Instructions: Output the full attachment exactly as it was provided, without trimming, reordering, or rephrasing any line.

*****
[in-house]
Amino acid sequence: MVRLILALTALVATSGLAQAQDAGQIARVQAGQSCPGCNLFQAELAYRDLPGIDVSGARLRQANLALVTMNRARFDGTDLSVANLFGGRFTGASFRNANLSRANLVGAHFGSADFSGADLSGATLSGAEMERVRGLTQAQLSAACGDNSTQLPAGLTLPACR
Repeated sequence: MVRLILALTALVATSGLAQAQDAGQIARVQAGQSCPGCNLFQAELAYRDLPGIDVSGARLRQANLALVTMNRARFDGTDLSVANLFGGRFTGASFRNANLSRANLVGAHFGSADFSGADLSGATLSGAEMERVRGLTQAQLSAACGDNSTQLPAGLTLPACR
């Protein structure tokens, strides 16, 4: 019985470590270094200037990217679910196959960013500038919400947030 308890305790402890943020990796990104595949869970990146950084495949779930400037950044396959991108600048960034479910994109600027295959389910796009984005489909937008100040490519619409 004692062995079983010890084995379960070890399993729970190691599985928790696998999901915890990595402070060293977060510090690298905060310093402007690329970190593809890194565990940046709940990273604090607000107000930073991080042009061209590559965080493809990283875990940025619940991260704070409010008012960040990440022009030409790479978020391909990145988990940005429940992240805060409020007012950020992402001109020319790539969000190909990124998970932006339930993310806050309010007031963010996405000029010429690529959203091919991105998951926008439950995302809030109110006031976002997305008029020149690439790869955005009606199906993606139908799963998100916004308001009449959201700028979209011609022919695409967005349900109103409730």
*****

[in-house]
Amino acid sequence: MVRLILALTALVATSGLAQAQDAGQIARVQAGQSCPGCNLFQAELAYRDLPGIDVSGARLRQANLALVTMNRARFDGTDLSVANLFGGRFTGASFRNANLSRANLVGAHFGSADFSGADLSGATLSGAEMERVRGLTQAQLSAACGDNSTQLPAGLTLPACR
Repeated sequence: MVRLILALTALVATSGLAQAQDAGQIARVQAGQSCPGCNLFQAELAYRDLPGIDVSGARLRQANLALVTMNRARFDGTDLSVANLFGGRFTGASFRNANLSRANLVGAHFGSADFSGADLSGATLSGAEMERVRGLTQAQLSAACGDNSTQLPAGLTLPACR
């Protein structure tokens, strides 16, 4: 019985470590270094200037990217679910196959960013500038919400947030 308890305790402890943020990796990104595949869970990146950084495949779930400037950044396959991108600048960034479910994109600027295959389910796009984005489909937008100040490519619409 004692062995079983010890084995379960070890399993729970190691599985928790696998999901915890990595402070060293977060510090690298905060310093402007690329970190593809890194565990940046709940990273604090607000107000930073991080042009061209590559965080493809990283875990940025619940991260704070409010008012960040990440022009030409790479978020391909990145988990940005429940992240805060409020007012950020992402001109020319790539969000190909990124998970932006339930993310806050309010007031963010996405000029010429690529959203091919991105998951926008439950995302809030109110006031976002997305008029020149690439790869955005009606199906993606139908799963998100916004308001009449959201700028979209011609022919695409967005349900109103409730």